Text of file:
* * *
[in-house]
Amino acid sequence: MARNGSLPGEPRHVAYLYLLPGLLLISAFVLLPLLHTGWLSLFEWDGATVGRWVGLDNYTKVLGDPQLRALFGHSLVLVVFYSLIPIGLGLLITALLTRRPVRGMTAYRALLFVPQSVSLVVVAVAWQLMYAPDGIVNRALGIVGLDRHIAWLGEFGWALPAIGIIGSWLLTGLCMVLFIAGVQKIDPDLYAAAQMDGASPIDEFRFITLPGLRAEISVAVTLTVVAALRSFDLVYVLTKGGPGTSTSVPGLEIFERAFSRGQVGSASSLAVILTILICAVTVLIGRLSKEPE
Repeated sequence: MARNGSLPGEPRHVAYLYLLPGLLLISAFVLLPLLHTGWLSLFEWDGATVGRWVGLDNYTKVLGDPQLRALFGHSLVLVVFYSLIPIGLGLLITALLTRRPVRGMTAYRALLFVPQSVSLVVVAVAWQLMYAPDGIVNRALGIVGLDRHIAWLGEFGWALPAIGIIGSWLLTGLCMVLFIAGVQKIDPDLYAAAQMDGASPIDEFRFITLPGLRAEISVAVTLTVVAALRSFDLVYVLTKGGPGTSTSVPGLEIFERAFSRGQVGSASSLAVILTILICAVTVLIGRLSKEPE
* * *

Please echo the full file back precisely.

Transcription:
[in-house]
Amino acid sequence: MARNGSLPGEPRHVAYLYLLPGLLLISAFVLLPLLHTGWLSLFEWDGATVGRWVGLDNYTKVLGDPQLRALFGHSLVLVVFYSLIPIGLGLLITALLTRRPVRGMTAYRALLFVPQSVSLVVVAVAWQLMYAPDGIVNRALGIVGLDRHIAWLGEFGWALPAIGIIGSWLLTGLCMVLFIAGVQKIDPDLYAAAQMDGASPIDEFRFITLPGLRAEISVAVTLTVVAALRSFDLVYVLTKGGPGTSTSVPGLEIFERAFSRGQVGSASSLAVILTILICAVTVLIGRLSKEPE
Repeated sequence: MARNGSLPGEPRHVAYLYLLPGLLLISAFVLLPLLHTGWLSLFEWDGATVGRWVGLDNYTKVLGDPQLRALFGHSLVLVVFYSLIPIGLGLLITALLTRRPVRGMTAYRALLFVPQSVSLVVVAVAWQLMYAPDGIVNRALGIVGLDRHIAWLGEFGWALPAIGIIGSWLLTGLCMVLFIAGVQKIDPDLYAAAQMDGASPIDEFRFITLPGLRAEISVAVTLTVVAALRSFDLVYVLTKGGPGTSTSVPGLEIFERAFSRGQVGSASSLAVILTILICAVTVLIGRLSKEPE